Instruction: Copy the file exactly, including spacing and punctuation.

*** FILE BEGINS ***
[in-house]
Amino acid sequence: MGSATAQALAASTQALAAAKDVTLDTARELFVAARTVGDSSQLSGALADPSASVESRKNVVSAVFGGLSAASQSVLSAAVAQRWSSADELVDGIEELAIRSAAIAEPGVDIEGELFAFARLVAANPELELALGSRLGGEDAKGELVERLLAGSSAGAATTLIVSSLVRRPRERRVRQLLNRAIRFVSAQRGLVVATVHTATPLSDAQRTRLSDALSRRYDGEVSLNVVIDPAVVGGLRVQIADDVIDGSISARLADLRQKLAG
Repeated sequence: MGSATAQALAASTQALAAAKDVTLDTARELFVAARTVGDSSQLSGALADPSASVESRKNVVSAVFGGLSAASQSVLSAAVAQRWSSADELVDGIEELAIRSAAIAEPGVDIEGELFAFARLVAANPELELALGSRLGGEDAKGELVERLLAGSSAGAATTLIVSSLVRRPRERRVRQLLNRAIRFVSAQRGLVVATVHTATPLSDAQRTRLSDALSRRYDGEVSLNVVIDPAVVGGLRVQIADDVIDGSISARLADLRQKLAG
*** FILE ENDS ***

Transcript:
[in-house]
Amino acid sequence: MGSATAQALAASTQALAAAKDVTLDTARELFVAARTVGDSSQLSGALADPSASVESRKNVVSAVFGGLSAASQSVLSAAVAQRWSSADELVDGIEELAIRSAAIAEPGVDIEGELFAFARLVAANPELELALGSRLGGEDAKGELVERLLAGSSAGAATTLIVSSLVRRPRERRVRQLLNRAIRFVSAQRGLVVATVHTATPLSDAQRTRLSDALSRRYDGEVSLNVVIDPAVVGGLRVQIADDVIDGSISARLADLRQKLAG
Repeated sequence: MGSATAQALAASTQALAAAKDVTLDTARELFVAARTVGDSSQLSGALADPSASVESRKNVVSAVFGGLSAASQSVLSAAVAQRWSSADELVDGIEELAIRSAAIAEPGVDIEGELFAFARLVAANPELELALGSRLGGEDAKGELVERLLAGSSAGAATTLIVSSLVRRPRERRVRQLLNRAIRFVSAQRGLVVATVHTATPLSDAQRTRLSDALSRRYDGEVSLNVVIDPAVVGGLRVQIADDVIDGSISARLADLRQKLAG